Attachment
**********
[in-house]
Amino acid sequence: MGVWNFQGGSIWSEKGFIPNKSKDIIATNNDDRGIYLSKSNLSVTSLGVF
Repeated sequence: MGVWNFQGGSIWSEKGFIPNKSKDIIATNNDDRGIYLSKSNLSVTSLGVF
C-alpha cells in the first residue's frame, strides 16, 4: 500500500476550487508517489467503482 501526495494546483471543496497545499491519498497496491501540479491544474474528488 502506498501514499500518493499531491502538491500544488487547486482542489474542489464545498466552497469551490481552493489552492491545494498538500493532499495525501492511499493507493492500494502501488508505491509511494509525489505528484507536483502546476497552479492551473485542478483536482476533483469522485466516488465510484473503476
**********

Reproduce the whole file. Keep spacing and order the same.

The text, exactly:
[in-house]
Amino acid sequence: MGVWNFQGGSIWSEKGFIPNKSKDIIATNNDDRGIYLSKSNLSVTSLGVF
Repeated sequence: MGVWNFQGGSIWSEKGFIPNKSKDIIATNNDDRGIYLSKSNLSVTSLGVF
C-alpha cells in the first residue's frame, strides 16, 4: 500500500476550487508517489467503482 501526495494546483471543496497545499491519498497496491501540479491544474474528488 502506498501514499500518493499531491502538491500544488487547486482542489474542489464545498466552497469551490481552493489552492491545494498538500493532499495525501492511499493507493492500494502501488508505491509511494509525489505528484507536483502546476497552479492551473485542478483536482476533483469522485466516488465510484473503476